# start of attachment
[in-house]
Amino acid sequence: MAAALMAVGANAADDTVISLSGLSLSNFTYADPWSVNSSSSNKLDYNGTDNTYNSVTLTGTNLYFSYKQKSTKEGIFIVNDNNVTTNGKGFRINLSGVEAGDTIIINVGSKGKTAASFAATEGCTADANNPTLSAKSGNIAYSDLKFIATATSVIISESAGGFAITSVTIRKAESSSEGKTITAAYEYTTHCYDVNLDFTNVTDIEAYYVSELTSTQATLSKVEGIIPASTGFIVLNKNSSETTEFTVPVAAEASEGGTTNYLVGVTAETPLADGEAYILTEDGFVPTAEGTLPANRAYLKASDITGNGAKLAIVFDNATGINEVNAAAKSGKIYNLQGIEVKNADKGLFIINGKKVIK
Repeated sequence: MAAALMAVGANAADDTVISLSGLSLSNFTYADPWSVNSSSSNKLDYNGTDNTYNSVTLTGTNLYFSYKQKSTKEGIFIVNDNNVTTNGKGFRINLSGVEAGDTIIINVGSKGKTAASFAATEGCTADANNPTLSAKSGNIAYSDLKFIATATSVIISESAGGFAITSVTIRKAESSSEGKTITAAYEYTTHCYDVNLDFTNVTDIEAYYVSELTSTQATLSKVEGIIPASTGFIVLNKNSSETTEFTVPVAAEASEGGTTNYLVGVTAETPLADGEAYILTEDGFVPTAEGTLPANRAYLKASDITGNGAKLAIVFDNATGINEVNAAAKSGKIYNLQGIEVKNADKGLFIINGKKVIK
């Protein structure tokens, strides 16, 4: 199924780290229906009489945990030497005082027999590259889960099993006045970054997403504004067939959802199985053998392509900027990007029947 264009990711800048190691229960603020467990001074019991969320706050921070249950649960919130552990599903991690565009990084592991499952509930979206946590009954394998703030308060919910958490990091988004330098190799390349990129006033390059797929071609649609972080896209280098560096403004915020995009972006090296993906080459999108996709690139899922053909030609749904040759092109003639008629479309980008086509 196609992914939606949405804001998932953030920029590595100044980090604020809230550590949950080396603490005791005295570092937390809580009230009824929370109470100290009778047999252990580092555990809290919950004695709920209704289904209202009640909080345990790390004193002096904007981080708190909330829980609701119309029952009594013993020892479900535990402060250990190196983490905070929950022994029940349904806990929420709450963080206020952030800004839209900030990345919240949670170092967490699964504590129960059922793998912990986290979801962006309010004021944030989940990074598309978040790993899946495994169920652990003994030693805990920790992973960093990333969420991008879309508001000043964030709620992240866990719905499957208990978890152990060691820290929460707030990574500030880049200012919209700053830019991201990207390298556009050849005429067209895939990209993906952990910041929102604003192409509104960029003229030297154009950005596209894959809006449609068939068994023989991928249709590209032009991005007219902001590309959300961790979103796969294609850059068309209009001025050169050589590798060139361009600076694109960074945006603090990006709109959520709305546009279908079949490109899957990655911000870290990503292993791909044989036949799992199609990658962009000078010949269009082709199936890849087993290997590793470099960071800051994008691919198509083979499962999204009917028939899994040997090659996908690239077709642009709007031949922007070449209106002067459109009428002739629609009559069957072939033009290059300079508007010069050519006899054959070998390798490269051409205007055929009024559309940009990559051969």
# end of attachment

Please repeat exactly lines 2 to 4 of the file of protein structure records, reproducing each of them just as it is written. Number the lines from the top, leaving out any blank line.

Amino acid sequence: MAAALMAVGANAADDTVISLSGLSLSNFTYADPWSVNSSSSNKLDYNGTDNTYNSVTLTGTNLYFSYKQKSTKEGIFIVNDNNVTTNGKGFRINLSGVEAGDTIIINVGSKGKTAASFAATEGCTADANNPTLSAKSGNIAYSDLKFIATATSVIISESAGGFAITSVTIRKAESSSEGKTITAAYEYTTHCYDVNLDFTNVTDIEAYYVSELTSTQATLSKVEGIIPASTGFIVLNKNSSETTEFTVPVAAEASEGGTTNYLVGVTAETPLADGEAYILTEDGFVPTAEGTLPANRAYLKASDITGNGAKLAIVFDNATGINEVNAAAKSGKIYNLQGIEVKNADKGLFIINGKKVIK
Repeated sequence: MAAALMAVGANAADDTVISLSGLSLSNFTYADPWSVNSSSSNKLDYNGTDNTYNSVTLTGTNLYFSYKQKSTKEGIFIVNDNNVTTNGKGFRINLSGVEAGDTIIINVGSKGKTAASFAATEGCTADANNPTLSAKSGNIAYSDLKFIATATSVIISESAGGFAITSVTIRKAESSSEGKTITAAYEYTTHCYDVNLDFTNVTDIEAYYVSELTSTQATLSKVEGIIPASTGFIVLNKNSSETTEFTVPVAAEASEGGTTNYLVGVTAETPLADGEAYILTEDGFVPTAEGTLPANRAYLKASDITGNGAKLAIVFDNATGINEVNAAAKSGKIYNLQGIEVKNADKGLFIINGKKVIK
């Protein structure tokens, strides 16, 4: 199924780290229906009489945990030497005082027999590259889960099993006045970054997403504004067939959802199985053998392509900027990007029947 264009990711800048190691229960603020467990001074019991969320706050921070249950649960919130552990599903991690565009990084592991499952509930979206946590009954394998703030308060919910958490990091988004330098190799390349990129006033390059797929071609649609972080896209280098560096403004915020995009972006090296993906080459999108996709690139899922053909030609749904040759092109003639008629479309980008086509 196609992914939606949405804001998932953030920029590595100044980090604020809230550590949950080396603490005791005295570092937390809580009230009824929370109470100290009778047999252990580092555990809290919950004695709920209704289904209202009640909080345990790390004193002096904007981080708190909330829980609701119309029952009594013993020892479900535990402060250990190196983490905070929950022994029940349904806990929420709450963080206020952030800004839209900030990345919240949670170092967490699964504590129960059922793998912990986290979801962006309010004021944030989940990074598309978040790993899946495994169920652990003994030693805990920790992973960093990333969420991008879309508001000043964030709620992240866990719905499957208990978890152990060691820290929460707030990574500030880049200012919209700053830019991201990207390298556009050849005429067209895939990209993906952990910041929102604003192409509104960029003229030297154009950005596209894959809006449609068939068994023989991928249709590209032009991005007219902001590309959300961790979103796969294609850059068309209009001025050169050589590798060139361009600076694109960074945006603090990006709109959520709305546009279908079949490109899957990655911000870290990503292993791909044989036949799992199609990658962009000078010949269009082709199936890849087993290997590793470099960071800051994008691919198509083979499962999204009917028939899994040997090659996908690239077709642009709007031949922007070449209106002067459109009428002739629609009559069957072939033009290059300079508007010069050519006899054959070998390798490269051409205007055929009024559309940009990559051969």